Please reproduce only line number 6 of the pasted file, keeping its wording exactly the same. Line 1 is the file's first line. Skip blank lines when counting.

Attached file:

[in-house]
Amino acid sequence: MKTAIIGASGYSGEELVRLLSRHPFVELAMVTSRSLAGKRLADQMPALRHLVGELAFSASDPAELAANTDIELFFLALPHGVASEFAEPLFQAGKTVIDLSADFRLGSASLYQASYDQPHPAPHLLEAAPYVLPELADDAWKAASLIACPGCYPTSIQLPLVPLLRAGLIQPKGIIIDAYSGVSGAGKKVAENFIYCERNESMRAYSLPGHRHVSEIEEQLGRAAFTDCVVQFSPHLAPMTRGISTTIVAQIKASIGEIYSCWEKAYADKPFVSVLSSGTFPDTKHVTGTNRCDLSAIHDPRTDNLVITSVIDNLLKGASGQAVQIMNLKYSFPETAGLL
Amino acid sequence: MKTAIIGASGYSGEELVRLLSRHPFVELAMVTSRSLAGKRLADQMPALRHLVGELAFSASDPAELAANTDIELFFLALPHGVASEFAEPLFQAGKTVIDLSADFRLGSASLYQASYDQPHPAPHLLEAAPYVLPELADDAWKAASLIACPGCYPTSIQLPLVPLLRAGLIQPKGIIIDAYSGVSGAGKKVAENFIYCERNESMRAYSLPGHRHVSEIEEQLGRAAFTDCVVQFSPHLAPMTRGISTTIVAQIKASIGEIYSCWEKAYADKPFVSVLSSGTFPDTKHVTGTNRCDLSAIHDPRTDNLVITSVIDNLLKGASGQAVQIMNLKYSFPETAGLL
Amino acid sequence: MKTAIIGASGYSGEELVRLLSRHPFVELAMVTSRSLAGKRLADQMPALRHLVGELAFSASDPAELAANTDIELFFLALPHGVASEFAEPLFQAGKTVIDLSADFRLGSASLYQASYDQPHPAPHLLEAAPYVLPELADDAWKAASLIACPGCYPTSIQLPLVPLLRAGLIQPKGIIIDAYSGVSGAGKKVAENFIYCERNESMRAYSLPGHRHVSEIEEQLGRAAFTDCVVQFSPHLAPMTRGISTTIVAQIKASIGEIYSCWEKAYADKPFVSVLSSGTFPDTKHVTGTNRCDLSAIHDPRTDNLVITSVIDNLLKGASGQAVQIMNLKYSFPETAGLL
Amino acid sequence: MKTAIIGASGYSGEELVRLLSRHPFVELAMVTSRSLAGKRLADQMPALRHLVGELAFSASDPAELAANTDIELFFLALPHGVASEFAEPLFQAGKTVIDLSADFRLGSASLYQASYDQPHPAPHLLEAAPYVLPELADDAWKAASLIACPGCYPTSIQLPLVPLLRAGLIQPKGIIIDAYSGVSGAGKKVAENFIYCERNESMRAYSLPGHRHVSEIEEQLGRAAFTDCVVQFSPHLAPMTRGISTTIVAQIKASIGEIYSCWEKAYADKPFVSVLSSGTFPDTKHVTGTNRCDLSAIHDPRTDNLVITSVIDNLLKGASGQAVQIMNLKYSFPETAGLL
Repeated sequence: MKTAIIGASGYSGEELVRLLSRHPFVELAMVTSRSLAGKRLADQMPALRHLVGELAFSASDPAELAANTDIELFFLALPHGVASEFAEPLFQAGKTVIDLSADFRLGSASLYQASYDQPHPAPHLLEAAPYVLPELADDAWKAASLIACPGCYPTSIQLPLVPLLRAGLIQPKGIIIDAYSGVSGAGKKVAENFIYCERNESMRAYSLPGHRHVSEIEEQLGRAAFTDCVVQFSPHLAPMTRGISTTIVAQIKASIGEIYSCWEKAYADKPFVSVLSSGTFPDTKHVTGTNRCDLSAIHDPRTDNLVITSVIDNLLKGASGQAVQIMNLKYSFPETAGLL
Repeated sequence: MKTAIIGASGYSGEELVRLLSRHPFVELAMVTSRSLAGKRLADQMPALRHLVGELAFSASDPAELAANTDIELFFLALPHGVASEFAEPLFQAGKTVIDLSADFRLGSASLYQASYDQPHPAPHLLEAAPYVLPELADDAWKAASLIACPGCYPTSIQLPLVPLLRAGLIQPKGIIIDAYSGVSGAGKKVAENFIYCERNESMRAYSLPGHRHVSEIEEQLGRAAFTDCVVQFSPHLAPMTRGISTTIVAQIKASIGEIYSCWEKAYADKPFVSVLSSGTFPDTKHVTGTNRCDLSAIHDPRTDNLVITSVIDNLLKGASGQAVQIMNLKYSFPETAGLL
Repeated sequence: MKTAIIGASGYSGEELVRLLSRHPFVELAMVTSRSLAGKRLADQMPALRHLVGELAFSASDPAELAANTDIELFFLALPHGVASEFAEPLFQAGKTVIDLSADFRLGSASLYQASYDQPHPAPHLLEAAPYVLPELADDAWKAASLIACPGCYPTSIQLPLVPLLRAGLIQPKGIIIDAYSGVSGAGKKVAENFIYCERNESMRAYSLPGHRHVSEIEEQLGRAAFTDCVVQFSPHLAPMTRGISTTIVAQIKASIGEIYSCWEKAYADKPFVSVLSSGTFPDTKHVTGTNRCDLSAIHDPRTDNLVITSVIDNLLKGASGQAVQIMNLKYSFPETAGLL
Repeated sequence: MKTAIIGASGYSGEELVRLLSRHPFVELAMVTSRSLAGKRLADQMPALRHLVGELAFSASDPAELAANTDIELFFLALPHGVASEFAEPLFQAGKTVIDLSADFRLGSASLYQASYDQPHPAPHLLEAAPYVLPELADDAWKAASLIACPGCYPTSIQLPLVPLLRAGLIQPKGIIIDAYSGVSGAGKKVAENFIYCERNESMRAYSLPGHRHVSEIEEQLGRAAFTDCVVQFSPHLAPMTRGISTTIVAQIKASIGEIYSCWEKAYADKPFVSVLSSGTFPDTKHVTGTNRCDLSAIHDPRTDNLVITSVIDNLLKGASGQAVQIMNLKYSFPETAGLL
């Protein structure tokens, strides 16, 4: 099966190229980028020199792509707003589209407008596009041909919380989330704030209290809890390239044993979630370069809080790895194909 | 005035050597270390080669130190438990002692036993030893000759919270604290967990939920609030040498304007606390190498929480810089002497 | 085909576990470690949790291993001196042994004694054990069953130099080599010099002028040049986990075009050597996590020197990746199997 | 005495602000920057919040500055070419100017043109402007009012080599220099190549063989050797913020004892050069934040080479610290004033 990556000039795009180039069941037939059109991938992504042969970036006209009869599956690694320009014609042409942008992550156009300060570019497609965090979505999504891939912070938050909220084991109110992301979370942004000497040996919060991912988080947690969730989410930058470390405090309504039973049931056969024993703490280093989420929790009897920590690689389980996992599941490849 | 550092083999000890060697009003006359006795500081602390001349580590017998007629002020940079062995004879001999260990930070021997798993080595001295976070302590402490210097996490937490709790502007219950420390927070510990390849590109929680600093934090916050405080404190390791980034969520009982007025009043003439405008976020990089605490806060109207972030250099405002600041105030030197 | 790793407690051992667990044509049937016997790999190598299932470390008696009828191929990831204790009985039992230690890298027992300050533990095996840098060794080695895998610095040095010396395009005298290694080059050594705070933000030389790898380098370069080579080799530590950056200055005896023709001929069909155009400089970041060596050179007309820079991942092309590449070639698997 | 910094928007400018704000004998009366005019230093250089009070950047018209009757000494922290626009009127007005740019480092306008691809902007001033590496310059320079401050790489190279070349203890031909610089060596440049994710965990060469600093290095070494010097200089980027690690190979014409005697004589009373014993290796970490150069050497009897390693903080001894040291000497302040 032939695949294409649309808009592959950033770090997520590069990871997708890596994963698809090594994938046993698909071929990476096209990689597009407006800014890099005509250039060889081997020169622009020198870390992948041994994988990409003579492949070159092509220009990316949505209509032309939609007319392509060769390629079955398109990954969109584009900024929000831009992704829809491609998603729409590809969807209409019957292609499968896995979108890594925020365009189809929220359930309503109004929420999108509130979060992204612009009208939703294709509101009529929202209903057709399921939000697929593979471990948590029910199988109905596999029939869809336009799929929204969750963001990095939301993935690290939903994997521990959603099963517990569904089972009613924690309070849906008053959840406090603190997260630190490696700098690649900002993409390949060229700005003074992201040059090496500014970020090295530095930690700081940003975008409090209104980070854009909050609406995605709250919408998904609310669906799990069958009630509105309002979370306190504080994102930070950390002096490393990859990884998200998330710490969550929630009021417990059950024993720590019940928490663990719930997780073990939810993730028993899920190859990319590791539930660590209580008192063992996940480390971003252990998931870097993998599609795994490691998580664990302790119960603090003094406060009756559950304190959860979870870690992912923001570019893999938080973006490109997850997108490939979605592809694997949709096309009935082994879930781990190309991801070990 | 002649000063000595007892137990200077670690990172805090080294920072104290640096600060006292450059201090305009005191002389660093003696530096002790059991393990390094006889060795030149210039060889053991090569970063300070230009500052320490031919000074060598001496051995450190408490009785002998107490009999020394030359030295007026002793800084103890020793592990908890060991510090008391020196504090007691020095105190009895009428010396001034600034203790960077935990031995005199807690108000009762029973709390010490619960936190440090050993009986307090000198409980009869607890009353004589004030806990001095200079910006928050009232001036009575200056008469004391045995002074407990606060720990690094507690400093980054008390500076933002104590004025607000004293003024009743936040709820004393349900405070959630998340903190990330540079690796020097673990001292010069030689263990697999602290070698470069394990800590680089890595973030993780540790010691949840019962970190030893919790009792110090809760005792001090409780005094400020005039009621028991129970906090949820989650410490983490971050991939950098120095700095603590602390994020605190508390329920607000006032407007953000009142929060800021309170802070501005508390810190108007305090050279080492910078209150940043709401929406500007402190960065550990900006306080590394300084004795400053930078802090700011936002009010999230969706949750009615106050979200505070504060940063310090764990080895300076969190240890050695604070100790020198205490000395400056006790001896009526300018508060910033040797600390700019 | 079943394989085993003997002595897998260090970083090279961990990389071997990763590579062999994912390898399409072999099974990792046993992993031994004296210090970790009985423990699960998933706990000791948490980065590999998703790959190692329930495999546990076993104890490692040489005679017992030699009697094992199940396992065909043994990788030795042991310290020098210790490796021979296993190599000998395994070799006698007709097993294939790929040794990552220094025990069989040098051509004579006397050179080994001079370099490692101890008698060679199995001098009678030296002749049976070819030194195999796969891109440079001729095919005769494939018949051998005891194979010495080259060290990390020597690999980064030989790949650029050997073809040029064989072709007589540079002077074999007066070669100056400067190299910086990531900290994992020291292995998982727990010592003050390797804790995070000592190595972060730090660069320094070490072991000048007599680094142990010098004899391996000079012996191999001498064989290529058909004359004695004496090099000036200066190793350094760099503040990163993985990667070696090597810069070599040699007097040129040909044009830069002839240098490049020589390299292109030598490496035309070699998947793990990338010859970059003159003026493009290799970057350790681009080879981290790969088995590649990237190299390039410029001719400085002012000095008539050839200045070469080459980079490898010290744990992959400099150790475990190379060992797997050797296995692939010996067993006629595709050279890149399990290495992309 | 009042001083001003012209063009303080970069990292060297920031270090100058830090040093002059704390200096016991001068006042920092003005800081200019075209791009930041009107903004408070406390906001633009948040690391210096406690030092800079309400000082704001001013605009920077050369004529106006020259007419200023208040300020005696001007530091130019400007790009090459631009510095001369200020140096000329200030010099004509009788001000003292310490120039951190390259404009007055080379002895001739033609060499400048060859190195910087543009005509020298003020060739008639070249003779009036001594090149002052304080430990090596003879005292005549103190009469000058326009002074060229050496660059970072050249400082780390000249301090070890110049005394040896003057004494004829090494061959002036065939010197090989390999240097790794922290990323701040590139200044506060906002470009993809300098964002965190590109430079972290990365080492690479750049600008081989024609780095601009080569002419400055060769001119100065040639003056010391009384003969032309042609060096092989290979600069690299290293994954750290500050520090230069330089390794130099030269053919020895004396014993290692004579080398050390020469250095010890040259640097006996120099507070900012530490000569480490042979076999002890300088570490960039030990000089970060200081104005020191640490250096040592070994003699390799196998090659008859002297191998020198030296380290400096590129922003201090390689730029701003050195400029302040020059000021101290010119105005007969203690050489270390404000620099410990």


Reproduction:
Repeated sequence: MKTAIIGASGYSGEELVRLLSRHPFVELAMVTSRSLAGKRLADQMPALRHLVGELAFSASDPAELAANTDIELFFLALPHGVASEFAEPLFQAGKTVIDLSADFRLGSASLYQASYDQPHPAPHLLEAAPYVLPELADDAWKAASLIACPGCYPTSIQLPLVPLLRAGLIQPKGIIIDAYSGVSGAGKKVAENFIYCERNESMRAYSLPGHRHVSEIEEQLGRAAFTDCVVQFSPHLAPMTRGISTTIVAQIKASIGEIYSCWEKAYADKPFVSVLSSGTFPDTKHVTGTNRCDLSAIHDPRTDNLVITSVIDNLLKGASGQAVQIMNLKYSFPETAGLL